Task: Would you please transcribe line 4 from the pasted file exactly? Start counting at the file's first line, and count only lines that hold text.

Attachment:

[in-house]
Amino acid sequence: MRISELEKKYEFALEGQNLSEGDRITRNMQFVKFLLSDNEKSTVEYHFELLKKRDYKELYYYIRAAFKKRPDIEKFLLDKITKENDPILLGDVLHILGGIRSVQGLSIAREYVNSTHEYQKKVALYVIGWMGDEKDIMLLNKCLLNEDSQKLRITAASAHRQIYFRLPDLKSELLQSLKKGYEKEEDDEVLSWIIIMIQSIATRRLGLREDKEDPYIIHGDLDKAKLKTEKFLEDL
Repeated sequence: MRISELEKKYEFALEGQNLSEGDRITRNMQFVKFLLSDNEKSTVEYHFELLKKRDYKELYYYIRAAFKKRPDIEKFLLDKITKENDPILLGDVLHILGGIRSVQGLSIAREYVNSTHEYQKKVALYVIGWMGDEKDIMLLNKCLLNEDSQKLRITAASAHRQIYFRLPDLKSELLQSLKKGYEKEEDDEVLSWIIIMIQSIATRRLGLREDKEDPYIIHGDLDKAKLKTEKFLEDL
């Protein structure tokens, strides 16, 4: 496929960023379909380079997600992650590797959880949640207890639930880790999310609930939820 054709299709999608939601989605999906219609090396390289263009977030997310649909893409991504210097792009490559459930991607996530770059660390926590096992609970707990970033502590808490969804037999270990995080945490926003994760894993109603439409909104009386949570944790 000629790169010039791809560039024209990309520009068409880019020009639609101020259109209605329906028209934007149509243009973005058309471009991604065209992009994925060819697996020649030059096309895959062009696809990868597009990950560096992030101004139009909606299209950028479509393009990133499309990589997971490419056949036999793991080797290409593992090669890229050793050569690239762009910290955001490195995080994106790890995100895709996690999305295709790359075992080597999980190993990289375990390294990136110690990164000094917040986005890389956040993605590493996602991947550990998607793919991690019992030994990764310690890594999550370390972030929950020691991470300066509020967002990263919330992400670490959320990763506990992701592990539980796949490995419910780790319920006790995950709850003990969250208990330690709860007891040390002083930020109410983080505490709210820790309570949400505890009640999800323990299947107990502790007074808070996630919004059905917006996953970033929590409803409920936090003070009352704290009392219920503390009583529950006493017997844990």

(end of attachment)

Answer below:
């Protein structure tokens, strides 16, 4: 496929960023379909380079997600992650590797959880949640207890639930880790999310609930939820 054709299709999608939601989605999906219609090396390289263009977030997310649909893409991504210097792009490559459930991607996530770059660390926590096992609970707990970033502590808490969804037999270990995080945490926003994760894993109603439409909104009386949570944790 000629790169010039791809560039024209990309520009068409880019020009639609101020259109209605329906028209934007149509243009973005058309471009991604065209992009994925060819697996020649030059096309895959062009696809990868597009990950560096992030101004139009909606299209950028479509393009990133499309990589997971490419056949036999793991080797290409593992090669890229050793050569690239762009910290955001490195995080994106790890995100895709996690999305295709790359075992080597999980190993990289375990390294990136110690990164000094917040986005890389956040993605590493996602991947550990998607793919991690019992030994990764310690890594999550370390972030929950020691991470300066509020967002990263919330992400670490959320990763506990992701592990539980796949490995419910780790319920006790995950709850003990969250208990330690709860007891040390002083930020109410983080505490709210820790309570949400505890009640999800323990299947107990502790007074808070996630919004059905917006996953970033929590409803409920936090003070009352704290009392219920503390009583529950006493017997844990």